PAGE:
Toxic Behaviour: A Brief (no means conclusive) Guide

Yesterday, I uploaded an Instagram Reel with a tongue in cheek approach to walking away from those who exhibit toxic behaviours. Whether that's away from the conversation, or the person completely, there's certain more to discuss than simply the "toxic person".

So, for responsibility and context's sake, here's some of what I know about toxicity, a brief guide to what I have in my head on the subject. I will update as and when, so feel free to keep and refer back to.

“She cancelled? That’s so toxic” she says, as I hold back an eye ball roll at the way this word has infiltrated common speech.

You can imagine the scene it, can't you?

Not taking in to account someone else plans?

What else they might have going on?

Dismissing the whole person with this one label?

It feels so unnecessarily harsh…

So abrupt…

So… toxic.

And here we go. Because I too, hold tightly onto beautiful hypocrisy. Which, by the standards of many, measures high in toxicity.

Now before I mention the T-word one more time, again and again, let's begin with toxic definition:

Drama; manipulation or control; self centred neediness; highly critical of self and others; jealousy; gossip; substance abuse; unwillingness for change; undermining and invalidating behaviour.

You get the drift.

Sounds familiar, right?

It reads like the blerb for an episode of Keeping Up with the Kardashians, like a social media comment section. Or the simmering undercurrent every bible study social group I used to attend.

The drift is easy to jump aboard because toxicity is deeply ingrained in the society we live in, and therefore in our social conditioning. Yes, even you. No matter how much you may object to those qualities.

So, when we move toward identifying toxicity in our lives, and relationships, it’s much less about the person, and more the behaviour; defining these and the overflow they have into our lives.

- How has this toxicity seeped its way into my life?

- How do I manage that?

- Where am I responsible?

There’s a lot of cover, so we’ll begin. But please be aware this is of course, a much large conversation and something you're invited to develop your own understanding of, using trustworthy and reliable resources.

Here, in the following, I cover a few elements of toxicity that tend to crop up, but it's by no means conclusive. So, read on with an open mind that there is always more to discover.

There are currently 5 sections, after each you will find a 🔥bonus 🔥 which invites you to explore what this area may mean to you. You may like to do this with a friend, your therapist or on your own, journalling.


The toxic label gets passed around like a bad joint at a party, it hits and soon everyone’s high on *something* but no one quite knows what it is.

The first thing to note is that this term comes with the proud status that for many is their first foray into self regulation, boundaries and social assertion.

When you’re raised not expressing your wants/needs/desires/feelings/emotions in a safe space (was ANYONE!?), or believing they’re important, it’s quite something to be given the forum and tools, in this case language, to express them.

Like a bird spreading its wings, or free pouring your own wine, it feels good when you’re given control.

The second is that this identifying and expressing oneself, putting boundaries in place and categorising feels good.

In fact, more than that; it feels safe.

That’s what boundaries, identification and assertion do, they help us to feel safe. And so, when someone has their feelings hurt, while they are learning what the true cause of that may be, defining X as toxic can be part of their language and personal development.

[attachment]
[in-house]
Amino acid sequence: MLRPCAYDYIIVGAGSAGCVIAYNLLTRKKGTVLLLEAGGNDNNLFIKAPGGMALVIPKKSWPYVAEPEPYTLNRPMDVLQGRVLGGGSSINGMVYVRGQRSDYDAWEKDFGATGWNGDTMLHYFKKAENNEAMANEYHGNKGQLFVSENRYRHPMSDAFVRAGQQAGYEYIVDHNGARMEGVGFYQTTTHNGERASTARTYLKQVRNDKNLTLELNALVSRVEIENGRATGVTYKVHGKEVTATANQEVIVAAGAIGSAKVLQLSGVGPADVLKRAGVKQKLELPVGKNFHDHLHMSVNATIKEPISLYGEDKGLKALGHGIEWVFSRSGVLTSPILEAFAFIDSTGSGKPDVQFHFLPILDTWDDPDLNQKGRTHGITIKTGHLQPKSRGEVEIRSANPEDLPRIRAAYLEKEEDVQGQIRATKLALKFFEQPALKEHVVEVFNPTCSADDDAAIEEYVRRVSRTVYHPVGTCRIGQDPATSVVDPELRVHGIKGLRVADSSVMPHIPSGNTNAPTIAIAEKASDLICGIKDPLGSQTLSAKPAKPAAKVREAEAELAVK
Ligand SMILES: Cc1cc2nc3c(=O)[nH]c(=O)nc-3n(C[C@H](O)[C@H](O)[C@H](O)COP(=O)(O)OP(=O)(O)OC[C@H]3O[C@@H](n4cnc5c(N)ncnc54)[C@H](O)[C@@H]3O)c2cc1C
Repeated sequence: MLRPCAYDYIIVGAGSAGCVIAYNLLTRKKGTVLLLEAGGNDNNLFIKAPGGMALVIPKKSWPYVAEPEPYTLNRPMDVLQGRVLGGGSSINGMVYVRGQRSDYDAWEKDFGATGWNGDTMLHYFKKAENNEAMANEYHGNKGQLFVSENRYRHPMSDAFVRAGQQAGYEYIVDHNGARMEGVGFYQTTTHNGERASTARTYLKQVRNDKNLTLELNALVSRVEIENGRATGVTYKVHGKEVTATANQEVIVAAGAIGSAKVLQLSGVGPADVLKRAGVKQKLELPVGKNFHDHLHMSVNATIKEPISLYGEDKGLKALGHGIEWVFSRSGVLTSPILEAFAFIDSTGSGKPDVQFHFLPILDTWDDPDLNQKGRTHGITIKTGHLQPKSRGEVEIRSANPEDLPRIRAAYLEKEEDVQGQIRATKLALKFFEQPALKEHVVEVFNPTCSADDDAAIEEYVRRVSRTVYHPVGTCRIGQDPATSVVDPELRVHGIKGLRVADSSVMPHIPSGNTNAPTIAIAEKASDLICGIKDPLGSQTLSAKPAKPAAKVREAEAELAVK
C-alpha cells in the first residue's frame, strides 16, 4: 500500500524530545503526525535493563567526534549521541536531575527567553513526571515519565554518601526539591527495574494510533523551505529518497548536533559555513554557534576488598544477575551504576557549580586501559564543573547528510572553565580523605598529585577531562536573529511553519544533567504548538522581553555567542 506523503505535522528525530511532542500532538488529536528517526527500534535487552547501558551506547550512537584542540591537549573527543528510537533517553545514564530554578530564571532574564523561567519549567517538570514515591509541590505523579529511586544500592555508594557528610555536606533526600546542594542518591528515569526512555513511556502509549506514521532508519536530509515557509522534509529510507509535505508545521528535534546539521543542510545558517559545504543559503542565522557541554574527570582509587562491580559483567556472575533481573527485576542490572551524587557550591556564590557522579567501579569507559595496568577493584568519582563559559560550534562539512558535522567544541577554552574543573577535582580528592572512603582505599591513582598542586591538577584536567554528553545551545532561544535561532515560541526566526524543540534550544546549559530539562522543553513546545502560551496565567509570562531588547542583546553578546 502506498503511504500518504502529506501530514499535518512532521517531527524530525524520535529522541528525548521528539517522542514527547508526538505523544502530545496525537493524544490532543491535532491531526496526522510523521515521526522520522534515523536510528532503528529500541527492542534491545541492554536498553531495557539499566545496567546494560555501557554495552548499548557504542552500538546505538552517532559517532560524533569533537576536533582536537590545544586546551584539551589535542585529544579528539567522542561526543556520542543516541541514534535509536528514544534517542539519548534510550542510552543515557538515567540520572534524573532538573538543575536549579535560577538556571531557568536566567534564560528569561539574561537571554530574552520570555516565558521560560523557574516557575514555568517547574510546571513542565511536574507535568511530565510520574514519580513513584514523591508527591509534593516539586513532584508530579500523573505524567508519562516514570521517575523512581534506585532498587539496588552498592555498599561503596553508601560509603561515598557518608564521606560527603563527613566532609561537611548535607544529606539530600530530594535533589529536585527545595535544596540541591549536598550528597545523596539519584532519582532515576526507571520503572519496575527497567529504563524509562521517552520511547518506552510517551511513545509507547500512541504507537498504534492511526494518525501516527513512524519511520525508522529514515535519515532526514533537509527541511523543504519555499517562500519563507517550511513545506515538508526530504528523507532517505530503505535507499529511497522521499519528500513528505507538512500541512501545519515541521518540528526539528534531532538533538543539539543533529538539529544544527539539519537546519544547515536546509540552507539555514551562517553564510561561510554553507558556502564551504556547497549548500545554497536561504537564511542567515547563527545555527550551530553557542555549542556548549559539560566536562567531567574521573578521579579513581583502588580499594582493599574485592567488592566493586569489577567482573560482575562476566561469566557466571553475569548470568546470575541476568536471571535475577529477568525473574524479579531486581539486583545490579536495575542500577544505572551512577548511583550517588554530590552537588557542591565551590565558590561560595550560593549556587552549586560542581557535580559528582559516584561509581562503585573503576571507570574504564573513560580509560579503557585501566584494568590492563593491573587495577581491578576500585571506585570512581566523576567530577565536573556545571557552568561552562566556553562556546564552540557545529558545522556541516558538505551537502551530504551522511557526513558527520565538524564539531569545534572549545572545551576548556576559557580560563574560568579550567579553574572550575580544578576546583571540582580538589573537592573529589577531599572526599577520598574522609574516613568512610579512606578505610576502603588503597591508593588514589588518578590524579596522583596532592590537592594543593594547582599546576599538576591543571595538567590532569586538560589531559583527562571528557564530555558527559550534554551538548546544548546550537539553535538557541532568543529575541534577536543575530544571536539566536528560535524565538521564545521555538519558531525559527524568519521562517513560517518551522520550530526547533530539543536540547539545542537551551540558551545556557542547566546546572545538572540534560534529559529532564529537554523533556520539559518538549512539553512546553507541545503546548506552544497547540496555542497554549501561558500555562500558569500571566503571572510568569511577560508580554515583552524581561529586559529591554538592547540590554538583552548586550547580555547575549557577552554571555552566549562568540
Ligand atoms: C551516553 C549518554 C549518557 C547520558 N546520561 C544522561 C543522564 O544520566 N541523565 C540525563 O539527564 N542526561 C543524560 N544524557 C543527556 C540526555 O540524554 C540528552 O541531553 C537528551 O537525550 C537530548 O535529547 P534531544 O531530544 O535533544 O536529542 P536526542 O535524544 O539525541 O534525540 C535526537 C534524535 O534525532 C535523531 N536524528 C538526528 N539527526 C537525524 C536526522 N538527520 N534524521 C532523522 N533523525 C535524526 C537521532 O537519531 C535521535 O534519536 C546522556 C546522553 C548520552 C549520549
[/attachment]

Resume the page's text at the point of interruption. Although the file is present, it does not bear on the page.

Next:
They’re using a tool they have to create definition that permits them a feeling of safety where they may have felt destabilised.

So, that’s one of the reasons the toxic term may find itself spread thinly across situations that are, truthfully, just situations happening. Some of which may be toxic, and others which “are not”. (You don't get to decide this premise for another)

Overuse is common when someone is navigating definition, because while they may not mean “toxic” in its worse possible terms, it may be the newest phrase or best definition housed in their vernacular.

What trumps all though, is that we don’t get to define another persons experience and say “oh no you’re wrong!” when someone voices how they feel. The most important part is that people feel they’re given the space and validity to speak, lest we fall into the pit of toxicity ourselves. eep.

The most you can do to help ease this viral spread is take responsibility for your language, keep conversations going and lean into the development of what we actually mean. Share your experience, what you’ve learn and encourage others as they express themselves.

🔥Bonus: if you find yourself overly reliant on the word “toxic”, you can encourage yourself to broaden your terms by feeling in to the actual experience you’re having; perhaps “I’m disappointed”, or “I feel betrayed” may be more articulate.


Next up is the cause for concern drawn from pushing people away and cutting off relationships too soon. Aka going to "the extreme".

Now, we start here by saying that YES let’s have that conversation but also highlighting that “aren’t you being extreme?” Is a brilliant way to destabilise someones self navigation, especially if they’re just starting out.

When it comes to social situations - and I’m going to use the sweeping generalisation that anyone reading this or who resonates with my work sits in this camp - we are raised to be *sensitive* to others, to be people pleasers and to keep people on side.

If you’re someone who struggles to assert themselves and defining toxicity in your relationships is something new to you, chances are *drumroll please* you haven’t done it before.

Is “cutting someone off too soon” something you may do before you’ve learned how to healthily communicate your needs? Yes.

Can that then form an important backbone in developing your relationship with yourself and learning how you wish to communicate? Also yes.

It can feel particularly anxiety inducing to have your voicing of your needs and boundaries thrown into further question by whether or not you’re over reacting… yeesh. You’re then potentially silencing a need you have at the time in order to control a particular outcome or get it “right”.

It starts to get pretty icky.

The best way to start listening to yourself, setting boundaries and showing up in healthier relationships is to start.

Should you consider your actions and choices? Yes pls. I bet you are, too.